Correct, the statement you're referring to is not true. See my earlier
reply on this thread for details.

--
Carsten Haese
http://informixdb.sourceforge.net
Jul 30 '07 #10
On Jul 30, 11:10 am, Neil Cerutti <horp...@yahoo.comwrote:
On 2007-07-30, Diez B. Roggisch <de...@nospam.web.dewrote:
Making the switch between different parser-implementations on
the fly isn't technically impossible - but really, really,
really complicated. But then, if it's lameness sucks so much,
you might wanna take a stab at it?

I was considering the following specific quote:

What if you are designing a module meant to be imported, and
used by other programs over which you have no control? You
can't use "from __future__ import" in your module."

If that were true, I think it would indeed be lame. Of course, it
isn't true, right?
Yes, it was my mistake; I replied too quicly from a faulty memory
bank...

(extract foot from mouth ... inhale deeply to resupply oxygen to the
brain ...)
André
--
Neil Cerutti

Jul 30 '07 #11
Lawrence Oluyede wrote:
Steven D'Aprano <st***@REMOVE.THIS.cybersource.com.auwrote:
>Is there any general mechanism?

I'd just use the expected future feature and if the result is not what I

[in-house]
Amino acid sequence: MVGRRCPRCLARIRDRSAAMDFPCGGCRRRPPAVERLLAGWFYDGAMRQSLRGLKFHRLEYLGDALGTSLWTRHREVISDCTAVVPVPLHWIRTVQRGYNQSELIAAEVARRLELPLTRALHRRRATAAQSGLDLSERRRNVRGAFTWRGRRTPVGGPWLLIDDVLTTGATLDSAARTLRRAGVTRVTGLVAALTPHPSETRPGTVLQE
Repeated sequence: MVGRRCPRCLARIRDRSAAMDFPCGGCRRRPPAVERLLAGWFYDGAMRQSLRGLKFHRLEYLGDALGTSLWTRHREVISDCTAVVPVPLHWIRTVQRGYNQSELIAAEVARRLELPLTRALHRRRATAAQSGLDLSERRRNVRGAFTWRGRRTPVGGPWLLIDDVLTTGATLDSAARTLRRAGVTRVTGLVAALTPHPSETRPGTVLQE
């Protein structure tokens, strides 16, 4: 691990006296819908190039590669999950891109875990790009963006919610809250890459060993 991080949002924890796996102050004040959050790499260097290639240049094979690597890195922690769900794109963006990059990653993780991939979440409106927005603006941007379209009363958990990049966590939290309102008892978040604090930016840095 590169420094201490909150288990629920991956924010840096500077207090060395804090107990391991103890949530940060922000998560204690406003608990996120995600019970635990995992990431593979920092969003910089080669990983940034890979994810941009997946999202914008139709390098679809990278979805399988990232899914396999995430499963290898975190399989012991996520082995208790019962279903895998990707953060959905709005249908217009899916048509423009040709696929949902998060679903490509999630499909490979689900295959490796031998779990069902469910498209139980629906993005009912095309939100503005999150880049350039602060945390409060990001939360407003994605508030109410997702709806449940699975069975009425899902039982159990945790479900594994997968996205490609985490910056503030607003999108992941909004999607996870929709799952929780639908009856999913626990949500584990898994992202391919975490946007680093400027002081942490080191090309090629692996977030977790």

expect (or Python raises any kind of exception, like using a keyword not
present) I'd think I'm in the past :-)
Of course if the use of the feature creates a syntax error in the
__main__ module (as it might currently for a use of the "with" keyword
in 2.5, for example) then there is no way to catch the exception and you
are therefore SOL, no?

sholden@bigboy ~/Projects/Python
$ cat test11.py
with open("myfile.txt") as f:
print l for l in f
sholden@bigboy ~/Projects/Python
$ python test11.py
test11.py:1: Warning: 'with' will become a reserved keyword in Python 2.6
File "test11.py", line 1
with open("myfile.txt") as f:
^
SyntaxError: invalid syntax
regards
Steve
--
Steve Holden +1 571 484 6266 +1 800 494 3119
Holden Web LLC/Ltd http://www.holdenweb.com
Skype: holdenweb http://del.icio.us/steve.holden
--------------- Asciimercial ------------------
Get on the web: Blog, lens and tag the Internet
Many services currently offer free registration
----------- Thank You for Reading -------------

Jul 30 '07 #12

This thread has been closed and replies have been disabled. Please start a new discussion.

Similar topics

3
by: Logan | last post by:
Is there a list with all 'from __future__ import ...' statements (which lists all the statements, in which version of Python the feature was introduced and in which version of Python it will become...
10
by: Frances Del Rio | last post by:
pls, why is this not working? <SCRIPT language=JavaScript type="text/javascript"> var br = '<SCRIPT language=Javascript' br += 'src="js_pop.js" type="text/javascript">' br += '</SCRIPT>' var...
13
by: ima | last post by:
I've been studying a great book on css and now that I've put together a few pages using it, I'm finding out that my book needed one more very important chapter. Introducing css in the real world. ...
3
by: mdsteele | last post by:
My understanding of the __future__ statement is that you may say something like: from __future__ import foo, bar to enable more than one feature. However, this does not seem to be working...